The best compliment I can give about Sweet Crisis is that if these guys has a time machine, you could drop this album into any decade from the 1960s onwards and it would not be out of place
I like a good natter with people, both online and in person, especially if said natter is about music. I was friended on instagram by a nice bloke who works with touring bands doing Merch and set up. He suggested I give Sweet Crisis a listen. That was weeks ago, so I apologise for the delay.
The bumf that come with the link states that Sweet Crisis seek to balance all their inclinations and influences – like Free and Lenny Kravitz, nothing is off the table if music sounds right. Their key influences run through their debut album like a stick of Blackpool rock. There is everything from Fleetwood Mac to Pink Floyd, and The Rolling Stones to The Verve. That’s your appetites well and truly whetted then!
For the lover of upbeat rock, there is the opener ‘Loosen Up’, ‘One Way Traffic’, and ‘Living Life On The Edge’ (which has some cracking guitar playing courtesy of Piers Mortimer, and it is wonderfully trippy and exhilarating all in one song. The title track, ‘Tricks On My Mind’ is snappy and punchy and delivers in spades and reminds me a bit of Rival Sons.
For blues rock aficionados there is a magnificent ‘Love Me Like Sugar’ (my fave track along with ‘Living…’; ‘Misty Haze’ (great name for a porn star), and is an equally great song; ‘This Guitar’, and ‘Black Magic’.
Whilst it’s not bluesy or rock, there is also the enticing and somewhat mesmerising ‘Ain’t Got Soul’, which I feel should be a darling of the airwaves on Radio 2 if it isn’t already.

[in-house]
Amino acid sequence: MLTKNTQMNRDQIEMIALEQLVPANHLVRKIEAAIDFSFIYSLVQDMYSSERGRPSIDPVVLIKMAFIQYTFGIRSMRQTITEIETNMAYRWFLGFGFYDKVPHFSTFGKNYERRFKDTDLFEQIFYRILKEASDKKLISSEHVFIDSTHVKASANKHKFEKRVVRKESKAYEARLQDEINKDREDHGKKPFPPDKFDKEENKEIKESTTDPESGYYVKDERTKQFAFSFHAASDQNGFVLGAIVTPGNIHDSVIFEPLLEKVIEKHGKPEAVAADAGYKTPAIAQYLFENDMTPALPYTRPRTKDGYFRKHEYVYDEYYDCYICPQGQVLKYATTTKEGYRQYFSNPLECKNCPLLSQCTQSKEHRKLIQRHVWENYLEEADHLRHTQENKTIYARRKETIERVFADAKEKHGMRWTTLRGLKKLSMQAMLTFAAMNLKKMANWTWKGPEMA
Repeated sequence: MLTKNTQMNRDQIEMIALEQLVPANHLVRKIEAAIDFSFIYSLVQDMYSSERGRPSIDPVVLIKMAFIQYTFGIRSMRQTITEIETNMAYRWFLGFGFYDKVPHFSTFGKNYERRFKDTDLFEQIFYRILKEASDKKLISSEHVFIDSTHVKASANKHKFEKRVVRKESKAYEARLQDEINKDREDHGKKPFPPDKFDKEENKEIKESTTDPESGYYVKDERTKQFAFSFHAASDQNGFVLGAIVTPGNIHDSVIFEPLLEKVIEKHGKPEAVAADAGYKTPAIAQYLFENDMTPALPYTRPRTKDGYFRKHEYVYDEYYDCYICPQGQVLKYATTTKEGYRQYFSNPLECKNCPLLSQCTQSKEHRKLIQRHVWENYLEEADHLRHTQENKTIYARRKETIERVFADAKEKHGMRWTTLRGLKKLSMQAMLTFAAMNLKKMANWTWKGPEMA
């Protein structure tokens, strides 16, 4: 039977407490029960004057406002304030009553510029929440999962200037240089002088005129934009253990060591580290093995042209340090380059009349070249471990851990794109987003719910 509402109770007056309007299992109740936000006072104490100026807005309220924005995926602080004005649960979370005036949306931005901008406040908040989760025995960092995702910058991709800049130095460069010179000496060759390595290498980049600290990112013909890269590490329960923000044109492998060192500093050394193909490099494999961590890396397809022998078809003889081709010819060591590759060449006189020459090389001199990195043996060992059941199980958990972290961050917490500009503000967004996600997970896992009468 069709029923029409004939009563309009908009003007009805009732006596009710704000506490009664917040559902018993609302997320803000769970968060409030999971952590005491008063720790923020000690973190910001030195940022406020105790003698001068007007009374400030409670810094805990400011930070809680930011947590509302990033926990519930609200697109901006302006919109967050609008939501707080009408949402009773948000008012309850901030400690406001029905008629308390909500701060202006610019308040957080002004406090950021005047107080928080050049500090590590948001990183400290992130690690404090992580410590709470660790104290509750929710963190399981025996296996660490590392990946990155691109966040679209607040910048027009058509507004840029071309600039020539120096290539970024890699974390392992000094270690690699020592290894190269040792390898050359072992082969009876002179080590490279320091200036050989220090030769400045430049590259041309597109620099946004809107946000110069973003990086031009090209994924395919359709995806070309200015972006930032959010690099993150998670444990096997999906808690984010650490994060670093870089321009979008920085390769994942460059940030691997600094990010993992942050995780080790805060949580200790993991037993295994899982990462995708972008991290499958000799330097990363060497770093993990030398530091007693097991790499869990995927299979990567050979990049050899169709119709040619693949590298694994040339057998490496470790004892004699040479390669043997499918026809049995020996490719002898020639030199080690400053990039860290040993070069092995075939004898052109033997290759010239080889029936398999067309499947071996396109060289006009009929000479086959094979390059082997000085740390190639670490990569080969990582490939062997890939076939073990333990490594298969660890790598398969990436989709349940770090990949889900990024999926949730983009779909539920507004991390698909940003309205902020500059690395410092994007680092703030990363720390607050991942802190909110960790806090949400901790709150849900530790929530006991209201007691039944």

As debuts go, ‘Tricks On My Mind’ is a little belter. In a saturated market where blues rock seems to be the go to music of choice, I think that Sweet Crisis have enough diversity, quality and wide ranging influence in their armoury to rise above the majority.
The best compliment I can give about Sweet Crisis and ‘Tricks On My Mind’ is that if these guys had a time machine, you could drop this album into most decades from the 1960s up until the present day and it would fit in neatly like peas in a pod. It is a debut album that deserves your attention. I can’t wait to see these guys live.
Few bands get better with each and every album. Scarlet Rebels are one such animal. If you thought you liked the debut…sit down and strap yourself in for a helluva ride!
Review by Paul Chesworth
Wayne Doyle, frontman with Welsh rockers Scarlet Rebels, was watching TV in the middle of the pandemic when he found his anger rising. Some faceless British politician – he can’t remember which one, mainly because they mostly look the same – was shamelessly taking credit for footballer Marcus Rashford’s successful campaign to reinstate free school meals for children during those difficult times. “This guy was basically hijacking something someone else had done,” says Wayne, the ire still evident in his voice. “I was watching these politicians coming on the news every day, trotting out absolute bullshit and using the world’s downturn to make a profit for themselves. And no one from the other side was calling them out in it. Politics is so corrupt. It needs a kick up the arse.”
This state of affairs inspired the title track of the Llanelli five-piece’s stellar new album, ‘See Through Blue’. Bands nowadays are not really allowed to have a ‘voice’ when it comes to politics these past few years. But it has been the case for many a year, attacks against the establishment, dictators, politicians, etc. Sticking it to ‘The Man’ has been part and parcel going back to the foundations on which rock was built – The Blues. It is refreshing to see a band stick two fingers up to the Tories in 2022. I sense a kindred spirit.